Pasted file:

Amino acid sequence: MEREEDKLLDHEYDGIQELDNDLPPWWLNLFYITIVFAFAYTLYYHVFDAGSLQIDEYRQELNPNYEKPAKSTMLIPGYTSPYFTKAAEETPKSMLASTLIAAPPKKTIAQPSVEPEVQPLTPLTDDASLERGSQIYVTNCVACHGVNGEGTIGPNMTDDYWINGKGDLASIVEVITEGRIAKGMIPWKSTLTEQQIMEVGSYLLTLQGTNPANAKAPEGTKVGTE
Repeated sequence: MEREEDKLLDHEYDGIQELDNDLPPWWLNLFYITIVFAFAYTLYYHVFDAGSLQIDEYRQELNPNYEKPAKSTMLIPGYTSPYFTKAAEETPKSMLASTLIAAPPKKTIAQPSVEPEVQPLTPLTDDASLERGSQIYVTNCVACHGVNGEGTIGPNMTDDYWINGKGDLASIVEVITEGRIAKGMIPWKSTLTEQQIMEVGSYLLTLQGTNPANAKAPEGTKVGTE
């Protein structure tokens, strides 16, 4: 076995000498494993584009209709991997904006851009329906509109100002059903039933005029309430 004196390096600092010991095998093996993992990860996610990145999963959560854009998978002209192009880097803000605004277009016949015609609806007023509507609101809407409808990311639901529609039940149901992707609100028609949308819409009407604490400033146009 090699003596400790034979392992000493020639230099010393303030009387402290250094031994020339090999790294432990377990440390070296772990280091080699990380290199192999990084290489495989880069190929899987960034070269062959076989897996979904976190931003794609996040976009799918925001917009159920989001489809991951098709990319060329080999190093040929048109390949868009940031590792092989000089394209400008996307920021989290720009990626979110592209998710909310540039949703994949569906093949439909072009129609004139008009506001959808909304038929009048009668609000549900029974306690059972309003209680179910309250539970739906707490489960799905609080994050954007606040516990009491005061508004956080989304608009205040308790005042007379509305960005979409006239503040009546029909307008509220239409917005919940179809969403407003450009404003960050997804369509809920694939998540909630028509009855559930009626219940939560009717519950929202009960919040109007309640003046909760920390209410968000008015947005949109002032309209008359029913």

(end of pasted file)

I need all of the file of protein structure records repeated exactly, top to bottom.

Amino acid sequence: MEREEDKLLDHEYDGIQELDNDLPPWWLNLFYITIVFAFAYTLYYHVFDAGSLQIDEYRQELNPNYEKPAKSTMLIPGYTSPYFTKAAEETPKSMLASTLIAAPPKKTIAQPSVEPEVQPLTPLTDDASLERGSQIYVTNCVACHGVNGEGTIGPNMTDDYWINGKGDLASIVEVITEGRIAKGMIPWKSTLTEQQIMEVGSYLLTLQGTNPANAKAPEGTKVGTE
Repeated sequence: MEREEDKLLDHEYDGIQELDNDLPPWWLNLFYITIVFAFAYTLYYHVFDAGSLQIDEYRQELNPNYEKPAKSTMLIPGYTSPYFTKAAEETPKSMLASTLIAAPPKKTIAQPSVEPEVQPLTPLTDDASLERGSQIYVTNCVACHGVNGEGTIGPNMTDDYWINGKGDLASIVEVITEGRIAKGMIPWKSTLTEQQIMEVGSYLLTLQGTNPANAKAPEGTKVGTE
């Protein structure tokens, strides 16, 4: 076995000498494993584009209709991997904006851009329906509109100002059903039933005029309430 004196390096600092010991095998093996993992990860996610990145999963959560854009998978002209192009880097803000605004277009016949015609609806007023509507609101809407409808990311639901529609039940149901992707609100028609949308819409009407604490400033146009 090699003596400790034979392992000493020639230099010393303030009387402290250094031994020339090999790294432990377990440390070296772990280091080699990380290199192999990084290489495989880069190929899987960034070269062959076989897996979904976190931003794609996040976009799918925001917009159920989001489809991951098709990319060329080999190093040929048109390949868009940031590792092989000089394209400008996307920021989290720009990626979110592209998710909310540039949703994949569906093949439909072009129609004139008009506001959808909304038929009048009668609000549900029974306690059972309003209680179910309250539970739906707490489960799905609080994050954007606040516990009491005061508004956080989304608009205040308790005042007379509305960005979409006239503040009546029909307008509220239409917005919940179809969403407003450009404003960050997804369509809920694939998540909630028509009855559930009626219940939560009717519950929202009960919040109007309640003046909760920390209410968000008015947005949109002032309209008359029913």